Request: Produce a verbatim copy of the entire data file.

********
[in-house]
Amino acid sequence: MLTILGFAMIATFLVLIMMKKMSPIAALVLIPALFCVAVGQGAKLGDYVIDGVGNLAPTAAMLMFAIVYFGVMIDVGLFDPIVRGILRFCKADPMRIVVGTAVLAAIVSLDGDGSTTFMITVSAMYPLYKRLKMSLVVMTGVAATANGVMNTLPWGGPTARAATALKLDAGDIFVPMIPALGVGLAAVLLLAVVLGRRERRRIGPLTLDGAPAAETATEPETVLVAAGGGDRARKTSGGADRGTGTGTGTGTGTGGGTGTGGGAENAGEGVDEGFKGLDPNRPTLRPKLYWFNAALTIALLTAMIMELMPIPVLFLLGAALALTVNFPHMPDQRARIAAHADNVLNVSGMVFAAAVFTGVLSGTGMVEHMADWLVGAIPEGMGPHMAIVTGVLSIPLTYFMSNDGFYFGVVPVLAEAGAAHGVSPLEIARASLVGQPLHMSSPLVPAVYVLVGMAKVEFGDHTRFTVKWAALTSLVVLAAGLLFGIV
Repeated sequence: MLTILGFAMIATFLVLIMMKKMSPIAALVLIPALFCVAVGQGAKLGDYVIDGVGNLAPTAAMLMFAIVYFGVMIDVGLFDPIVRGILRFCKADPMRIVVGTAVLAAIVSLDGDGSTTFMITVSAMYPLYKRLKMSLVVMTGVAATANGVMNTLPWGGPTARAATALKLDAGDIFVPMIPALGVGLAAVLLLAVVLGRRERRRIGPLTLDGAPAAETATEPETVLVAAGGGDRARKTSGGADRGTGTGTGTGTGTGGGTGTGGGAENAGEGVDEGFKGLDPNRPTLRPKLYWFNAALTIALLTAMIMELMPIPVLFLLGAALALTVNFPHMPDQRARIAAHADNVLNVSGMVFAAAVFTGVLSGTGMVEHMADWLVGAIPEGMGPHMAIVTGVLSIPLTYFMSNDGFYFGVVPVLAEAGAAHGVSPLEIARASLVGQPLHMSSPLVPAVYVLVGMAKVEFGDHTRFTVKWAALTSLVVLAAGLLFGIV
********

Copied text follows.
[in-house]
Amino acid sequence: MLTILGFAMIATFLVLIMMKKMSPIAALVLIPALFCVAVGQGAKLGDYVIDGVGNLAPTAAMLMFAIVYFGVMIDVGLFDPIVRGILRFCKADPMRIVVGTAVLAAIVSLDGDGSTTFMITVSAMYPLYKRLKMSLVVMTGVAATANGVMNTLPWGGPTARAATALKLDAGDIFVPMIPALGVGLAAVLLLAVVLGRRERRRIGPLTLDGAPAAETATEPETVLVAAGGGDRARKTSGGADRGTGTGTGTGTGTGGGTGTGGGAENAGEGVDEGFKGLDPNRPTLRPKLYWFNAALTIALLTAMIMELMPIPVLFLLGAALALTVNFPHMPDQRARIAAHADNVLNVSGMVFAAAVFTGVLSGTGMVEHMADWLVGAIPEGMGPHMAIVTGVLSIPLTYFMSNDGFYFGVVPVLAEAGAAHGVSPLEIARASLVGQPLHMSSPLVPAVYVLVGMAKVEFGDHTRFTVKWAALTSLVVLAAGLLFGIV
Repeated sequence: MLTILGFAMIATFLVLIMMKKMSPIAALVLIPALFCVAVGQGAKLGDYVIDGVGNLAPTAAMLMFAIVYFGVMIDVGLFDPIVRGILRFCKADPMRIVVGTAVLAAIVSLDGDGSTTFMITVSAMYPLYKRLKMSLVVMTGVAATANGVMNTLPWGGPTARAATALKLDAGDIFVPMIPALGVGLAAVLLLAVVLGRRERRRIGPLTLDGAPAAETATEPETVLVAAGGGDRARKTSGGADRGTGTGTGTGTGTGGGTGTGGGAENAGEGVDEGFKGLDPNRPTLRPKLYWFNAALTIALLTAMIMELMPIPVLFLLGAALALTVNFPHMPDQRARIAAHADNVLNVSGMVFAAAVFTGVLSGTGMVEHMADWLVGAIPEGMGPHMAIVTGVLSIPLTYFMSNDGFYFGVVPVLAEAGAAHGVSPLEIARASLVGQPLHMSSPLVPAVYVLVGMAKVEFGDHTRFTVKWAALTSLVVLAAGLLFGIV